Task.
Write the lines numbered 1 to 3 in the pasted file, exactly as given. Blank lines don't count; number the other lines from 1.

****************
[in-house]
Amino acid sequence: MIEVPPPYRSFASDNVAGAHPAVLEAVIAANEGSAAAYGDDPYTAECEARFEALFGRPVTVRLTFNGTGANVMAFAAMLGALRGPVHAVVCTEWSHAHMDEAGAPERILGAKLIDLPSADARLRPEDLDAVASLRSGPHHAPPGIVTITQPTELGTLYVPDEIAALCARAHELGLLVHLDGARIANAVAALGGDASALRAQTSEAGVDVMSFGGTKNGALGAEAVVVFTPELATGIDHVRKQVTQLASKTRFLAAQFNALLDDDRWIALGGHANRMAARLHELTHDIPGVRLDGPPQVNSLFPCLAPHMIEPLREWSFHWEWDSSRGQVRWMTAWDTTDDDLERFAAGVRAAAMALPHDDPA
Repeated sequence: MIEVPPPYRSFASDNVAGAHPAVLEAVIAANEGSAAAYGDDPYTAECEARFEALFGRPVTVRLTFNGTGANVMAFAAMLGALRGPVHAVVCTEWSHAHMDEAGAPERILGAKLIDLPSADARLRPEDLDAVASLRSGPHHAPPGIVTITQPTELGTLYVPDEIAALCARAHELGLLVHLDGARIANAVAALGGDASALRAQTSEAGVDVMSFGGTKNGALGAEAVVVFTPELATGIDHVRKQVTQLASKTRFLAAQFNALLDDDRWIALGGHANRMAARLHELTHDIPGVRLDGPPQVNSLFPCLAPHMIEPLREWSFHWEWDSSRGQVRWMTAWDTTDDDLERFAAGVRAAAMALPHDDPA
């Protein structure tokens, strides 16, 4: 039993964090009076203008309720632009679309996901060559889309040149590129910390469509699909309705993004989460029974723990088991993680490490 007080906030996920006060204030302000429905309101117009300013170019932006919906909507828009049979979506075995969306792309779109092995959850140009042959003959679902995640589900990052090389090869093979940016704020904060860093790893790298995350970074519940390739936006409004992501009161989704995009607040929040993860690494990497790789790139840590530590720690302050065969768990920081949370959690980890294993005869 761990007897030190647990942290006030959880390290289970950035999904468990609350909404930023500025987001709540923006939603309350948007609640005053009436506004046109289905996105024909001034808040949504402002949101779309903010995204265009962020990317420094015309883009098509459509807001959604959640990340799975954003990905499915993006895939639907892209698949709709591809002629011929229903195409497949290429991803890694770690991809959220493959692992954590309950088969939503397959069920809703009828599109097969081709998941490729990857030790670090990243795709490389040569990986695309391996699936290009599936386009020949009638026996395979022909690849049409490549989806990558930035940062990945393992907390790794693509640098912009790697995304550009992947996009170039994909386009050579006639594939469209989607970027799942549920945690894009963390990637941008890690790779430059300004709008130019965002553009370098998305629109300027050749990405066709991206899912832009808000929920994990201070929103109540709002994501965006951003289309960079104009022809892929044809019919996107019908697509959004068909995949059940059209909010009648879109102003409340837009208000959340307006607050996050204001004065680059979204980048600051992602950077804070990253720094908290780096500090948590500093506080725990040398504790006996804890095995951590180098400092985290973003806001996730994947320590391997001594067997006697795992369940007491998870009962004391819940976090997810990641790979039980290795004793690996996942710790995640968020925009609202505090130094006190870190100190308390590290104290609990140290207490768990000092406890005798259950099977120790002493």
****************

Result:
[in-house]
Amino acid sequence: MIEVPPPYRSFASDNVAGAHPAVLEAVIAANEGSAAAYGDDPYTAECEARFEALFGRPVTVRLTFNGTGANVMAFAAMLGALRGPVHAVVCTEWSHAHMDEAGAPERILGAKLIDLPSADARLRPEDLDAVASLRSGPHHAPPGIVTITQPTELGTLYVPDEIAALCARAHELGLLVHLDGARIANAVAALGGDASALRAQTSEAGVDVMSFGGTKNGALGAEAVVVFTPELATGIDHVRKQVTQLASKTRFLAAQFNALLDDDRWIALGGHANRMAARLHELTHDIPGVRLDGPPQVNSLFPCLAPHMIEPLREWSFHWEWDSSRGQVRWMTAWDTTDDDLERFAAGVRAAAMALPHDDPA
Repeated sequence: MIEVPPPYRSFASDNVAGAHPAVLEAVIAANEGSAAAYGDDPYTAECEARFEALFGRPVTVRLTFNGTGANVMAFAAMLGALRGPVHAVVCTEWSHAHMDEAGAPERILGAKLIDLPSADARLRPEDLDAVASLRSGPHHAPPGIVTITQPTELGTLYVPDEIAALCARAHELGLLVHLDGARIANAVAALGGDASALRAQTSEAGVDVMSFGGTKNGALGAEAVVVFTPELATGIDHVRKQVTQLASKTRFLAAQFNALLDDDRWIALGGHANRMAARLHELTHDIPGVRLDGPPQVNSLFPCLAPHMIEPLREWSFHWEWDSSRGQVRWMTAWDTTDDDLERFAAGVRAAAMALPHDDPA